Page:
Well, one of us swooped!
The other one experienced a sudden loss of fabulousness and came to a halt shortly after the point where the chain met the bottom.
Seeing his, I first reduced my speed as I could still see his lights, and I hoped he would catch up, but he was still stationary. I stopped on the line, hovering like a pro about two metres above the bottom, but when I didn’t see him start moving, I returned to help.
I found a buddy looking very puzzled and a scooter that made all the proper noises but a prop that would not turn! A closer investigation revealed that the prop had come loose on the shaft but was still loosely attached. After briefly exchanging signals, Marc clipped his scooter off like a stage, and we set off swimming towards the cliff. I did offer a tow, but with plenty of gas and only a short swim, he declined.
I said, “We set off swimming.”… Mainly, Marc swam, and I did the honourable thing and selected the lowest possible speed, which perfectly matches the speed of a regular diver. Fortunately, after just a short way, I thought to check that Marc’s prop was still on the shaft, and it was a good job I did check!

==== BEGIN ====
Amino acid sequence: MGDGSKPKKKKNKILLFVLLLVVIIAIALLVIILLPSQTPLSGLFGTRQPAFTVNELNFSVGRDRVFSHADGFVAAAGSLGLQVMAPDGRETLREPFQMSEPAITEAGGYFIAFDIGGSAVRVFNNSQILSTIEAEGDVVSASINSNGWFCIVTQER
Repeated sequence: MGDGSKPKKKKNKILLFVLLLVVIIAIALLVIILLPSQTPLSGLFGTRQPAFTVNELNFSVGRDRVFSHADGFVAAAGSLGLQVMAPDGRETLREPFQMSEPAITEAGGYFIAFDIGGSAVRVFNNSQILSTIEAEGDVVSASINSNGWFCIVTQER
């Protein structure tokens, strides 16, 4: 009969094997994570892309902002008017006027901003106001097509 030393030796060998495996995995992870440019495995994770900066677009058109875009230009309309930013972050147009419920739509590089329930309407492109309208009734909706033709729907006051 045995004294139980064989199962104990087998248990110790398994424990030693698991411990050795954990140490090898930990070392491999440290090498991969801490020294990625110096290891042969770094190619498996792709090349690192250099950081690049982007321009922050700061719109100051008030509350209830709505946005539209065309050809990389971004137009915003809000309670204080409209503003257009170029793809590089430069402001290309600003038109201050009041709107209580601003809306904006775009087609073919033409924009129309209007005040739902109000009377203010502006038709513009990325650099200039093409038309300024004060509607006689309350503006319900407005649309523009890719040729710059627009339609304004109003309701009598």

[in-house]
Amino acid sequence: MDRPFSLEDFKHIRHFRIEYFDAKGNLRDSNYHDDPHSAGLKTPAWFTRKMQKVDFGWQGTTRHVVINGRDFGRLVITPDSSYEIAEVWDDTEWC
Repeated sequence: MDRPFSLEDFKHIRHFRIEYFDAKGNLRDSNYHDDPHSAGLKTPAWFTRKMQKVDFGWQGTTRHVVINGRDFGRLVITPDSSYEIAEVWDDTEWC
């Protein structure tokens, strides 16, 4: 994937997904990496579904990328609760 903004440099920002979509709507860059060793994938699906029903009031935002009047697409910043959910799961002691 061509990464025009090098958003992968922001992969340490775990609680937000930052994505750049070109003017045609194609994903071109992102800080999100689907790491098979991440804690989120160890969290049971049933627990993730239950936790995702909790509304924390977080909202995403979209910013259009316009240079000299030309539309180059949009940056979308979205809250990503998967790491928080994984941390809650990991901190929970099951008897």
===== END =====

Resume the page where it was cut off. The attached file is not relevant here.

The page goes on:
After checking to make sure we had sufficient gas and no-deco time remaining, we went back and retrieved the prop (saving Marc a hefty £655 bill!) before returning to the cliff, ascending to 6m and out at the sunken steps to finish the dive at a little over 40 minutes.
Avid readers will be delighted to hear that the prop was later re-attached and the nut re-tightened, and he can remain a member of the Scooter Mafia!
Night diving is, frankly, flippin’ awesome. You get excellent visibility; it’s just about a million times more fun than daylight diving for reasons that I just can’t quite put into words. It’s like the same rush you get when you first explore the underwater world, but all over again because it feels like you’re not expected there, yet at the same time, the darkness is comforting in a weird way.
We saw loads and loads of life, far more than you would in daylight. We saw several large pikes, including one that was actively hunting and another that settled above my head for a while (I did wonder if Marc was having a fit at that point because I had no idea why he was gesturing at me like that!).